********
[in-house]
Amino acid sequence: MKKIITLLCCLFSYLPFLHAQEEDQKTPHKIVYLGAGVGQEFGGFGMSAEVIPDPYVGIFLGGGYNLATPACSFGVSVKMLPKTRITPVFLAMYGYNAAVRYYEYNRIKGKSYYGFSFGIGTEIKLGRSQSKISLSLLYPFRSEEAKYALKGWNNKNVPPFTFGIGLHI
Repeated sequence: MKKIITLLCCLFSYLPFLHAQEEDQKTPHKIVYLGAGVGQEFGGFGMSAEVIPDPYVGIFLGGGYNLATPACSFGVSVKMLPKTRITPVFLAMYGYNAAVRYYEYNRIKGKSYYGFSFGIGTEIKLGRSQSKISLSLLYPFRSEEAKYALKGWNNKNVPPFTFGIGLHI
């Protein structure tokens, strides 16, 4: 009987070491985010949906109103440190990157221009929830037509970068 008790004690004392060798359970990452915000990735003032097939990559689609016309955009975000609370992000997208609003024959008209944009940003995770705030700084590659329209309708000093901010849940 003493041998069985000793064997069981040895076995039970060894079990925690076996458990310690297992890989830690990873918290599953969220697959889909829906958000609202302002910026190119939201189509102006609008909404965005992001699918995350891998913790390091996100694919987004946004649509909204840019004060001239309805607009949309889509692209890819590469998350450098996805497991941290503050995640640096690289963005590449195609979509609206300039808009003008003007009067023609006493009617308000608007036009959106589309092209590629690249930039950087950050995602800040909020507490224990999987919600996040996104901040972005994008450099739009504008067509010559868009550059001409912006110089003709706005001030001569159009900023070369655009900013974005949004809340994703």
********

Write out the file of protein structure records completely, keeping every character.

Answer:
[in-house]
Amino acid sequence: MKKIITLLCCLFSYLPFLHAQEEDQKTPHKIVYLGAGVGQEFGGFGMSAEVIPDPYVGIFLGGGYNLATPACSFGVSVKMLPKTRITPVFLAMYGYNAAVRYYEYNRIKGKSYYGFSFGIGTEIKLGRSQSKISLSLLYPFRSEEAKYALKGWNNKNVPPFTFGIGLHI
Repeated sequence: MKKIITLLCCLFSYLPFLHAQEEDQKTPHKIVYLGAGVGQEFGGFGMSAEVIPDPYVGIFLGGGYNLATPACSFGVSVKMLPKTRITPVFLAMYGYNAAVRYYEYNRIKGKSYYGFSFGIGTEIKLGRSQSKISLSLLYPFRSEEAKYALKGWNNKNVPPFTFGIGLHI
């Protein structure tokens, strides 16, 4: 009987070491985010949906109103440190990157221009929830037509970068 008790004690004392060798359970990452915000990735003032097939990559689609016309955009975000609370992000997208609003024959008209944009940003995770705030700084590659329209309708000093901010849940 003493041998069985000793064997069981040895076995039970060894079990925690076996458990310690297992890989830690990873918290599953969220697959889909829906958000609202302002910026190119939201189509102006609008909404965005992001699918995350891998913790390091996100694919987004946004649509909204840019004060001239309805607009949309889509692209890819590469998350450098996805497991941290503050995640640096690289963005590449195609979509609206300039808009003008003007009067023609006493009617308000608007036009959106589309092209590629690249930039950087950050995602800040909020507490224990999987919600996040996104901040972005994008450099739009504008067509010559868009550059001409912006110089003709706005001030001569159009900023070369655009900013974005949004809340994703």